Howard Debenham is a former career diplomat and author of "Waiting 'round The Bend", who now lives in Batemans Bay. Today he shares his admiration for a "fabulous India" which, for the tourist, provides "more peaks than pits".
Not that long after Adam made landfall, I landed in India on my first diplomatic posting. Having earlier been talked out of taking up the deeply appealing adventure of patrol officering in the mysterious plumes-and-arrows world of Australian-administered Papua New Guinea, I had been keen to start my overseas service in Foreign Affairs somewhere more unknown to most Australians than cushy Europe.
How kaleidoscopic India opened my eyes!
And how keenly enhanced this was 10 years later when, from the outset of a second posting there, my wife of but half a dozen years, Joosik, with our two little boys aboard, took to this extraordinarily diverse and challenging country as hungrily as I had.
From the time of my first arrival in India, in 1965, I set about getting a grip on the historical backdrop to what was so vividly in play.
Descended from Genghis and Kublai Khan (spanning 1162 - 1294 CE) down through Tamerlaine the Great (1336 - 1405 CE), the Mughals (Mongols or Mongolians) had subjugated a vast swathe of the sub-continent by the early part of the 1500s, forging an empire of contiguous princely states and achieving astounding power and wealth, cultural and artistic vibrancy, agrarian reform, and, for a long time, religious harmony.
After an extraordinary run of strong pluralist leaders such as Babur, Akbar and Jahangir, the dynasty took a serious downturn under the severe political and religious intolerances of Aurangzeb ((1658 - 1707 CE).
The cunning British, initially masquerading as Robert Clive's East India Company, were already there, poised to make their move.
India is big, it's bold, It's outrageously diverse, it can be inspiring, it can be heartbreaking ... and it shouldn't be missed.
This morphed into the "British Raj" - a grand term of their own for a level of power and dominance which, for a time, veiled the extent to which the British plundered and looted India from its 27 per cent of the world economy in 1700 down to just 3 per cent when they fled the country in 1947, leaving behind a bloodbath of their own making.
Yes, they did forge some political unity in the country - if mostly against themselves - and the makings of a democracy which has since grown and steadily stabilized. But they left barely an impression on the grandeur, beauty and vibrancy of Mughal, Buddhist, Hindu and Sikh greatness which abound and continue to be enriched throughout India.
The India of today offers great riches for the adventurous traveller. But for those used to the comforts and certainties of life in Oz, with the occasional five-star Pacific cruise or whip around Europe, it presents a very different reality, where some of the world's deepest pits and most soaring peaks of life and its living are on show.
Historic cities such as Delhi, Mumbai, Kolkata and Chennai - now groaning under the weight of massive urban growth and every imaginable kind of pollution - should, however, be avoided, as more time can be spent in cacophonous tangles of fingernail-biting traffic than in actually seeing the sites.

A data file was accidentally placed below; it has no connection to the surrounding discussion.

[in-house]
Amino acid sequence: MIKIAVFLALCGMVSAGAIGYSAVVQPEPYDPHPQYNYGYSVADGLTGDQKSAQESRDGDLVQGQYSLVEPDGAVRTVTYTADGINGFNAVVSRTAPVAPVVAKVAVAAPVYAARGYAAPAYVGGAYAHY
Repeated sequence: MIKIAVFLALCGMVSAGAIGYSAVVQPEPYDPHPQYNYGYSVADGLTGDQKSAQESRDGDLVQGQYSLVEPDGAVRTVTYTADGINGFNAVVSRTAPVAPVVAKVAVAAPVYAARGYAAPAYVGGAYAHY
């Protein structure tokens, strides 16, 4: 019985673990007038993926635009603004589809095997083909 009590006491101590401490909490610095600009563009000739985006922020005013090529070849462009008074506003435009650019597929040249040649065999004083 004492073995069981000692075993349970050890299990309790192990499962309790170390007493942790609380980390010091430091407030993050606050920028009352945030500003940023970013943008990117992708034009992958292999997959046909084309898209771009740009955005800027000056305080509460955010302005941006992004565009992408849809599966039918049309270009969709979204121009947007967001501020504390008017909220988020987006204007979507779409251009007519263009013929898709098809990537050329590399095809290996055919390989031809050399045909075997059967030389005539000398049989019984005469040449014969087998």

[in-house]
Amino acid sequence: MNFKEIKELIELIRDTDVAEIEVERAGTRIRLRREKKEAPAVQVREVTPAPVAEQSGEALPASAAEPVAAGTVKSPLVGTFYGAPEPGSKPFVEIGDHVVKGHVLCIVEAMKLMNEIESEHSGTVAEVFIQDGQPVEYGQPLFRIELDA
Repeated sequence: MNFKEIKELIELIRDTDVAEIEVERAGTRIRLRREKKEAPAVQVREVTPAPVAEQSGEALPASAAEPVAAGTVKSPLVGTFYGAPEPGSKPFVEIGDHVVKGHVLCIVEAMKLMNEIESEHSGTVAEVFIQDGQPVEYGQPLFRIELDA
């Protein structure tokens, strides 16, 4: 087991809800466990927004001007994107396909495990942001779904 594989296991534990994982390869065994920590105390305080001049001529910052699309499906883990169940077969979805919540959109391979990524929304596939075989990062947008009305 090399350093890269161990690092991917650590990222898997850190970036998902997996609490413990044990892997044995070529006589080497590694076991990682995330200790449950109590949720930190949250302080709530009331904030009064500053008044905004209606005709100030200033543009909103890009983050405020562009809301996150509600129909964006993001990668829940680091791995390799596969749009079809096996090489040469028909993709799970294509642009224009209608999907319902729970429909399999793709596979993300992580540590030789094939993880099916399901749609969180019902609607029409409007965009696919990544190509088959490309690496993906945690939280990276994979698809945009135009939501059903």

There, visitors can be confronted, throughout, by their feelings of and for the extreme poverty which will press up and against them everywhere they go - other than in the heavily secured islands of five-star malls and hotels.
Instead, they should head for the breathtaking snow-capped Himalaya and Karakorum mountain ranges sweeping grandly across the north; the vast tea "gardens" of Assam and Darjeeling in the north east; the cool hills of "Ooti" (Ooticumund) in the south; the coast at Kerala or once Portuguese Goa; the rugged deserts of the Deccan, such as in Rajasthan where remnants of the mightiest fortresses ever built anywhere abound; extraordinary national parks and game reserves such as Kaziranga on the mighty Brahmaputra river, Corbett, Ranthambore and Sariska; or astoundingly vibrant religious and cultural centres such as Varansi at the confluence of "Mother Ganga" (Ganges) and the Yamuna rivers, Rishikesh/Haridwar, Amritsa, Sarnath and glorious Kashmir.
Though extreme poverty cannot be escaped anywhere in India, out in places such as these, people seem more at ease with their circumstances and more interested in getting on with their lives than in being seen by others as objects for sympathy. In the market places, where just about everything goes, everyone is free to wander and little notice is taken of passers-by, Indian or foreigner.
Home-town travel agencies will, naturally enough, steer travellers towards what they regard as being the safest tours - boats. buses, trains and aircraft full, mostly, of other foreigners.
It can take a bit of nerve to go local, but it is eminently possible to sort the good from the bad - especially with the help of sophisticated sources such as the website for the Indian Ministry of Tourism's "Incredible India".
In March 2017, we arrived in India with nothing arranged other than to drop into the nearest Ministry shopfront and take it from there; the outcome of which was, a couple of days later, the start of a memorable month-long driving tour of intriguing Rajasthan.
Overall, today's travellers in India can be very much more assured of safety, reliability, convenience, courtesy and hospitality than was the case not so long ago; and English is spoken, beautifully, just about everywhere.
India is big, its bold, its outrageously diverse, it can be inspiring, it can be heartbreaking ... and it shouldn't be missed.